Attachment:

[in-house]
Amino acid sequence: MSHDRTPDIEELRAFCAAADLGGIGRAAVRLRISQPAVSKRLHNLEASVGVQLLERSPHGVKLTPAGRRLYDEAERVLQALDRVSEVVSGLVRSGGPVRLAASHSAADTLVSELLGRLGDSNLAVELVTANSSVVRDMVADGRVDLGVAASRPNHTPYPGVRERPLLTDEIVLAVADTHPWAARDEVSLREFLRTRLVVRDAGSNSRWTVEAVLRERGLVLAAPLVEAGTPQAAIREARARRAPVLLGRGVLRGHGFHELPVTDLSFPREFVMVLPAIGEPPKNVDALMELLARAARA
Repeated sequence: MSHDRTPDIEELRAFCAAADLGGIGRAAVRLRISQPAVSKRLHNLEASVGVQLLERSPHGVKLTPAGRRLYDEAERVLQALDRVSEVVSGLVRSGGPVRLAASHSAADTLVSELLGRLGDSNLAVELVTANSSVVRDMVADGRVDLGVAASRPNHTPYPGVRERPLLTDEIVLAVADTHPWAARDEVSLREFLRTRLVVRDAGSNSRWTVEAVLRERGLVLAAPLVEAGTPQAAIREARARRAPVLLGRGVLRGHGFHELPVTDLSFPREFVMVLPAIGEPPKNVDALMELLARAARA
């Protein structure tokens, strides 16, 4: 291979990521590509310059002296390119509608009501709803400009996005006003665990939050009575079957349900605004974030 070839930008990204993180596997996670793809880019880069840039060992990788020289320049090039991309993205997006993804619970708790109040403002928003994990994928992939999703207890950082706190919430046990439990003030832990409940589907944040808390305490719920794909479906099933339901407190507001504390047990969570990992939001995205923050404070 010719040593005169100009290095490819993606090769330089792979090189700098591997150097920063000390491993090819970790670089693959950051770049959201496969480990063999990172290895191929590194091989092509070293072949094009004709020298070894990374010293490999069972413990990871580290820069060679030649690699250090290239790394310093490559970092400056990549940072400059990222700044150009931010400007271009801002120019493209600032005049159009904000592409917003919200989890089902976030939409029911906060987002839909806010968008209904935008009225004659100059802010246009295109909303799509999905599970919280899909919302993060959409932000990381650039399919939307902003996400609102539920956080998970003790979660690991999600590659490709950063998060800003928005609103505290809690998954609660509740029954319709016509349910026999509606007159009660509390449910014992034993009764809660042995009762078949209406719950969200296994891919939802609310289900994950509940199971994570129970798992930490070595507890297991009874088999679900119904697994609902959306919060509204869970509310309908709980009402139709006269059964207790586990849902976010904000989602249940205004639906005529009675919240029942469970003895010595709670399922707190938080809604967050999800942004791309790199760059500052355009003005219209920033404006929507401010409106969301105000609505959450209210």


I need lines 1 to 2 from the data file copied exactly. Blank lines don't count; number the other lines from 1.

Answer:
[in-house]
Amino acid sequence: MSHDRTPDIEELRAFCAAADLGGIGRAAVRLRISQPAVSKRLHNLEASVGVQLLERSPHGVKLTPAGRRLYDEAERVLQALDRVSEVVSGLVRSGGPVRLAASHSAADTLVSELLGRLGDSNLAVELVTANSSVVRDMVADGRVDLGVAASRPNHTPYPGVRERPLLTDEIVLAVADTHPWAARDEVSLREFLRTRLVVRDAGSNSRWTVEAVLRERGLVLAAPLVEAGTPQAAIREARARRAPVLLGRGVLRGHGFHELPVTDLSFPREFVMVLPAIGEPPKNVDALMELLARAARA